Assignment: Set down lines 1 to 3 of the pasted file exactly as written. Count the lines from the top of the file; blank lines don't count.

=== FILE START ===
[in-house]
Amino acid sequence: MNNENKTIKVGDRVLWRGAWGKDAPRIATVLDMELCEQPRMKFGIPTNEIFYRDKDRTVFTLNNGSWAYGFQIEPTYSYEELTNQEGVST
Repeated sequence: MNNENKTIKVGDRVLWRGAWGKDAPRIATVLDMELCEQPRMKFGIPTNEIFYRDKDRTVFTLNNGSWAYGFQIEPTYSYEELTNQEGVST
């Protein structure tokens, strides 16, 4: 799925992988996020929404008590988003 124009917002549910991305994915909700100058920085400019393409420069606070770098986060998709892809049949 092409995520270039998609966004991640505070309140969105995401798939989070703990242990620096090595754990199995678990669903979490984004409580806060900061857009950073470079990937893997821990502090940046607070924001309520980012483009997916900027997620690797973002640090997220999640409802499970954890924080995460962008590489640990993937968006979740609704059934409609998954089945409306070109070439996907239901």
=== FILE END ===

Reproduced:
[in-house]
Amino acid sequence: MNNENKTIKVGDRVLWRGAWGKDAPRIATVLDMELCEQPRMKFGIPTNEIFYRDKDRTVFTLNNGSWAYGFQIEPTYSYEELTNQEGVST
Repeated sequence: MNNENKTIKVGDRVLWRGAWGKDAPRIATVLDMELCEQPRMKFGIPTNEIFYRDKDRTVFTLNNGSWAYGFQIEPTYSYEELTNQEGVST